What do you think of when you hear the word faerie?
Delicate, diminutive flower-clad creatures who flit through gardens?
Tall, slender beings with grave faces and graceful steps – healers and archers and leaders – always a bit removed from the human realms?
Mercurial, tempestuous fae who laugh as they kill, shrug carelessly as they die, who hold all things cheaply excepting that which they prize most, and would hazard all to secure?
Underground denizens – in the literal and figurative senses – street-wise strangers who frequent alleys and narrow lanes, late-night coffee shops and public transport, who use razors and words and the internet, who create art and music and slam poetry?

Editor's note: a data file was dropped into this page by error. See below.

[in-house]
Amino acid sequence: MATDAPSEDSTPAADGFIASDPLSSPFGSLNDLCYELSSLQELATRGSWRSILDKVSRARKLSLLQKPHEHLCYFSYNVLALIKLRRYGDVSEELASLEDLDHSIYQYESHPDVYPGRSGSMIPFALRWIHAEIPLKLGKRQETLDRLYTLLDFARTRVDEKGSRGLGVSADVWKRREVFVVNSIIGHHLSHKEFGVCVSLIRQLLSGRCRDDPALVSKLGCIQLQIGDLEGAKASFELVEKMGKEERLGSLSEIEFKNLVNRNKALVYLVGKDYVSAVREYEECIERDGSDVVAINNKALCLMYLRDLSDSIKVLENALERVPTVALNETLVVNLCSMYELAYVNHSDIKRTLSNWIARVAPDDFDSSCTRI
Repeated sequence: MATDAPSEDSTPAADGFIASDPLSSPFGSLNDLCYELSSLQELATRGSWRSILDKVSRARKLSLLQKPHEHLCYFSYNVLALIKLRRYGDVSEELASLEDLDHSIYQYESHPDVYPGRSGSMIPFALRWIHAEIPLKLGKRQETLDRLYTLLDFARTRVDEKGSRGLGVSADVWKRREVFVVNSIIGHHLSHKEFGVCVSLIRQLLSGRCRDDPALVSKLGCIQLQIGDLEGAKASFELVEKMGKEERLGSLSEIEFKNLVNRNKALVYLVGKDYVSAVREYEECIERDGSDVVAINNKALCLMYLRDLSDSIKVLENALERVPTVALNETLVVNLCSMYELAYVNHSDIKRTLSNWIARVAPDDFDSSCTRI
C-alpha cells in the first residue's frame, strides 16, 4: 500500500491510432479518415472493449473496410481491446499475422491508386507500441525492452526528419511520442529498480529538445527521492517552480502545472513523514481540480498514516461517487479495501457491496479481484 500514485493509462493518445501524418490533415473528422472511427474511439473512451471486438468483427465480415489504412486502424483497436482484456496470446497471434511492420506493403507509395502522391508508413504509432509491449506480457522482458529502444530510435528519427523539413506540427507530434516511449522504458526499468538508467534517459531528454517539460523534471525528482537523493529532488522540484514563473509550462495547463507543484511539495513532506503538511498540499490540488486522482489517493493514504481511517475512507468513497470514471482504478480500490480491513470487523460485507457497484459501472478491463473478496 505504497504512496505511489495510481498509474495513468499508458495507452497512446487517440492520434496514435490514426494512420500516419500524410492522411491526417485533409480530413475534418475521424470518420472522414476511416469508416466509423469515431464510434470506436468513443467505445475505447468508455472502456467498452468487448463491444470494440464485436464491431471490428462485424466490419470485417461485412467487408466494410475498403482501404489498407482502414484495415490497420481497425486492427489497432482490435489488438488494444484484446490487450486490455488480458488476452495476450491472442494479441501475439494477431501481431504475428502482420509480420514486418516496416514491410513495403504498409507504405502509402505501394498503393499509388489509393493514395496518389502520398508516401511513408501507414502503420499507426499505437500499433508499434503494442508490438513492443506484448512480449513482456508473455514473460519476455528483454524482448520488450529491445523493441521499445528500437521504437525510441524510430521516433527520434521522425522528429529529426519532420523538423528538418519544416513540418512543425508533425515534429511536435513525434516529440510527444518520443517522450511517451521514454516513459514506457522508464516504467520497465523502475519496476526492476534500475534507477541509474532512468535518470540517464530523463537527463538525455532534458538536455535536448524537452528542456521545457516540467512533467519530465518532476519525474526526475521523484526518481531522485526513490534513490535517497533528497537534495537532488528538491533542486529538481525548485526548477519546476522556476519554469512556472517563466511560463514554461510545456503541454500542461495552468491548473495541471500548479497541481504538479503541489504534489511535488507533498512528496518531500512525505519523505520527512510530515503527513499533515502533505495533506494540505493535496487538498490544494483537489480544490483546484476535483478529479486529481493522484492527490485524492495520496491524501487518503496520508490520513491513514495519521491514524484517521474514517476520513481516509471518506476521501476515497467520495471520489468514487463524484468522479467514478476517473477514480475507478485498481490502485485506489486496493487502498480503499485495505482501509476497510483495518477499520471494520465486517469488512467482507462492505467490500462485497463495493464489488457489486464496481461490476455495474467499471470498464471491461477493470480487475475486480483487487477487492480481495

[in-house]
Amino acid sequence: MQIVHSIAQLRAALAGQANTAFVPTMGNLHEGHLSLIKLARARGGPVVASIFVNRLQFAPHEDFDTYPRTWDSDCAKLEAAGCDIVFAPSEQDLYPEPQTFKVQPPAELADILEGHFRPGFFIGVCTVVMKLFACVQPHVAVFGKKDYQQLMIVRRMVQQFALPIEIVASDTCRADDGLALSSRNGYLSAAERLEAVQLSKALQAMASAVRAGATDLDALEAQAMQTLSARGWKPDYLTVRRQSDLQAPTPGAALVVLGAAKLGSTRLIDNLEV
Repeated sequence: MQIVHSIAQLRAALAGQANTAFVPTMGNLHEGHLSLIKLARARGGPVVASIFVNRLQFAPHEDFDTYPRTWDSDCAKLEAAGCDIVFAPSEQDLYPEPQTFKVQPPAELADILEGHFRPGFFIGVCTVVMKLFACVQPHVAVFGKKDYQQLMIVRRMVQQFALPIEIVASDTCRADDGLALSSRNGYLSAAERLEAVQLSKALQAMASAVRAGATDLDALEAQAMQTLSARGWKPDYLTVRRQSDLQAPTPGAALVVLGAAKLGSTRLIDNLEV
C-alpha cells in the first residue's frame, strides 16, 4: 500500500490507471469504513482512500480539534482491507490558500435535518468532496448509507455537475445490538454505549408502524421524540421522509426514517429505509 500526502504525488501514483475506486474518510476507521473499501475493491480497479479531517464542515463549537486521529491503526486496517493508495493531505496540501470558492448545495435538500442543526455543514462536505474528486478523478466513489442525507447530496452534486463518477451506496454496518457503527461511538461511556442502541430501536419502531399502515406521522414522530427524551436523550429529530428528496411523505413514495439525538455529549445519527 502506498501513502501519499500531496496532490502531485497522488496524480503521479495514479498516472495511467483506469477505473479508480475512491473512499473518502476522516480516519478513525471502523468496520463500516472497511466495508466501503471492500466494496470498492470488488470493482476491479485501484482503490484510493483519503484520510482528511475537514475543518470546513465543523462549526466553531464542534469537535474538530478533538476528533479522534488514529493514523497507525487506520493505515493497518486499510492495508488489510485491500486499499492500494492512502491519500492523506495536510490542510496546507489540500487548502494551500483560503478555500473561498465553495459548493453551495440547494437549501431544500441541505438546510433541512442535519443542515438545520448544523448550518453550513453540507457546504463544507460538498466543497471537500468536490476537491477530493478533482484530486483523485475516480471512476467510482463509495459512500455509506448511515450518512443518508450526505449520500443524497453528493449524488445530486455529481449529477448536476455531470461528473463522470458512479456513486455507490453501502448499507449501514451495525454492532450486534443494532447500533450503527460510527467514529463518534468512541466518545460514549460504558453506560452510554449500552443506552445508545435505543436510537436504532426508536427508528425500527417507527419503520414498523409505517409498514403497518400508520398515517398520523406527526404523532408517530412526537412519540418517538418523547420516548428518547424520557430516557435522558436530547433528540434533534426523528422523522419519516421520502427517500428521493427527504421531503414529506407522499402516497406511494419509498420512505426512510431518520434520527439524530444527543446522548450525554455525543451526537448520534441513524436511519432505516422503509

This month at The Book Wars we aim to look at faerie and the fay folk. We’d like to go beyond the coy or cutesy fairies of kitsch (although, hey, there’s room for them too) to examine the fascinating Good People of story, ballad, and novel. We’ll look at faeries from different continents, faeries beyond the blond-and-grey-eyed trope perpetuated by Tolkien rip-offs, faeries in wild and urban settings.* We’ll read tales about fae who never changed, who are (centuries later) much as they appear in folk songs, and about fae who have adapted to modern life, or who never were quite as they were reputed to be.
Kind and cruel, elemental and grunge, the faerie folk are here to stay. Welcome to June.
*Some might point out that the urban is, in a different way, wild, and we won’t argue with that.